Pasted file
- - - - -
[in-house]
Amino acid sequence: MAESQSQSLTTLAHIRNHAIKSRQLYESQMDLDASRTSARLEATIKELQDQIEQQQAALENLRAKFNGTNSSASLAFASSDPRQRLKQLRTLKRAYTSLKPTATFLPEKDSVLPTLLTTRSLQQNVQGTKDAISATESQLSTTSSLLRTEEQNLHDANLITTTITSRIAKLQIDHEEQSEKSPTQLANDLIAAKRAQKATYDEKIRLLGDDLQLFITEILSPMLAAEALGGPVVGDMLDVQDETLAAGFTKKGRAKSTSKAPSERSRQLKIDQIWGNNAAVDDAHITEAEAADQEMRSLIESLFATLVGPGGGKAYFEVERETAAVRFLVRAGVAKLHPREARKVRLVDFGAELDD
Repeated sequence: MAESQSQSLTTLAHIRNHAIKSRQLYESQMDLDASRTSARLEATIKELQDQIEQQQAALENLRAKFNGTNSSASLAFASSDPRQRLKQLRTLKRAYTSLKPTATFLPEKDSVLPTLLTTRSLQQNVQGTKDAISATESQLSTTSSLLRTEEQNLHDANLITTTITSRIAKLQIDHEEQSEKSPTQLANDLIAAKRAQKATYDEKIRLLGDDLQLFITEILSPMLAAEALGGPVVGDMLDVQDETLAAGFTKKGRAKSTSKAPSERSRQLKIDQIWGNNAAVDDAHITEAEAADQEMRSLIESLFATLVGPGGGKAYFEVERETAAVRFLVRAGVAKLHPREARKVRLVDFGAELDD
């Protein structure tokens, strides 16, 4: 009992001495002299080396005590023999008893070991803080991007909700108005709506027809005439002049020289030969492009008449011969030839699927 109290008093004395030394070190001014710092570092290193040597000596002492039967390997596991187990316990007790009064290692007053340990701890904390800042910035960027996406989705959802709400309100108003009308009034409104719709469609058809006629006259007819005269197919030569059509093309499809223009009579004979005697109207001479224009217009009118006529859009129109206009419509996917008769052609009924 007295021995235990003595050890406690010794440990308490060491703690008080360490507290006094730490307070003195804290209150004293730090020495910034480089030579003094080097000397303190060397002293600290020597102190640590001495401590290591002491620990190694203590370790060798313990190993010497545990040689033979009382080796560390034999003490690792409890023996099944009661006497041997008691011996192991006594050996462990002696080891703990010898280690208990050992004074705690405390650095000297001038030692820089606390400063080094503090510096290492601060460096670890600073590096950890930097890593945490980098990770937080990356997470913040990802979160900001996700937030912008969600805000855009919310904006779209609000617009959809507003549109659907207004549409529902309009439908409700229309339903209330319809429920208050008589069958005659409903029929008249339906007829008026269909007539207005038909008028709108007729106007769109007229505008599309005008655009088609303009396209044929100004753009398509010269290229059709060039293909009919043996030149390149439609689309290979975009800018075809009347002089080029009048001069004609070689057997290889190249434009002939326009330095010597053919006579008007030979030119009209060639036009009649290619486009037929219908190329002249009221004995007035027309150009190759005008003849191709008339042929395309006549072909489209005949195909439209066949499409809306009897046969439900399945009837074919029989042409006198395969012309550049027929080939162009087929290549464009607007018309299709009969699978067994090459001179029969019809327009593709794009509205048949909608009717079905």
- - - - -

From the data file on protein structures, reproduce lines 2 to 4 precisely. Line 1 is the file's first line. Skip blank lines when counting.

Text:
Amino acid sequence: MAESQSQSLTTLAHIRNHAIKSRQLYESQMDLDASRTSARLEATIKELQDQIEQQQAALENLRAKFNGTNSSASLAFASSDPRQRLKQLRTLKRAYTSLKPTATFLPEKDSVLPTLLTTRSLQQNVQGTKDAISATESQLSTTSSLLRTEEQNLHDANLITTTITSRIAKLQIDHEEQSEKSPTQLANDLIAAKRAQKATYDEKIRLLGDDLQLFITEILSPMLAAEALGGPVVGDMLDVQDETLAAGFTKKGRAKSTSKAPSERSRQLKIDQIWGNNAAVDDAHITEAEAADQEMRSLIESLFATLVGPGGGKAYFEVERETAAVRFLVRAGVAKLHPREARKVRLVDFGAELDD
Repeated sequence: MAESQSQSLTTLAHIRNHAIKSRQLYESQMDLDASRTSARLEATIKELQDQIEQQQAALENLRAKFNGTNSSASLAFASSDPRQRLKQLRTLKRAYTSLKPTATFLPEKDSVLPTLLTTRSLQQNVQGTKDAISATESQLSTTSSLLRTEEQNLHDANLITTTITSRIAKLQIDHEEQSEKSPTQLANDLIAAKRAQKATYDEKIRLLGDDLQLFITEILSPMLAAEALGGPVVGDMLDVQDETLAAGFTKKGRAKSTSKAPSERSRQLKIDQIWGNNAAVDDAHITEAEAADQEMRSLIESLFATLVGPGGGKAYFEVERETAAVRFLVRAGVAKLHPREARKVRLVDFGAELDD
């Protein structure tokens, strides 16, 4: 009992001495002299080396005590023999008893070991803080991007909700108005709506027809005439002049020289030969492009008449011969030839699927 109290008093004395030394070190001014710092570092290193040597000596002492039967390997596991187990316990007790009064290692007053340990701890904390800042910035960027996406989705959802709400309100108003009308009034409104719709469609058809006629006259007819005269197919030569059509093309499809223009009579004979005697109207001479224009217009009118006529859009129109206009419509996917008769052609009924 007295021995235990003595050890406690010794440990308490060491703690008080360490507290006094730490307070003195804290209150004293730090020495910034480089030579003094080097000397303190060397002293600290020597102190640590001495401590290591002491620990190694203590370790060798313990190993010497545990040689033979009382080796560390034999003490690792409890023996099944009661006497041997008691011996192991006594050996462990002696080891703990010898280690208990050992004074705690405390650095000297001038030692820089606390400063080094503090510096290492601060460096670890600073590096950890930097890593945490980098990770937080990356997470913040990802979160900001996700937030912008969600805000855009919310904006779209609000617009959809507003549109659907207004549409529902309009439908409700229309339903209330319809429920208050008589069958005659409903029929008249339906007829008026269909007539207005038909008028709108007729106007769109007229505008599309005008655009088609303009396209044929100004753009398509010269290229059709060039293909009919043996030149390149439609689309290979975009800018075809009347002089080029009048001069004609070689057997290889190249434009002939326009330095010597053919006579008007030979030119009209060639036009009649290619486009037929219908190329002249009221004995007035027309150009190759005008003849191709008339042929395309006549072909489209005949195909439209066949499409809306009897046969439900399945009837074919029989042409006198395969012309550049027929080939162009087929290549464009607007018309299709009969699978067994090459001179029969019809327009593709794009509205048949909608009717079905």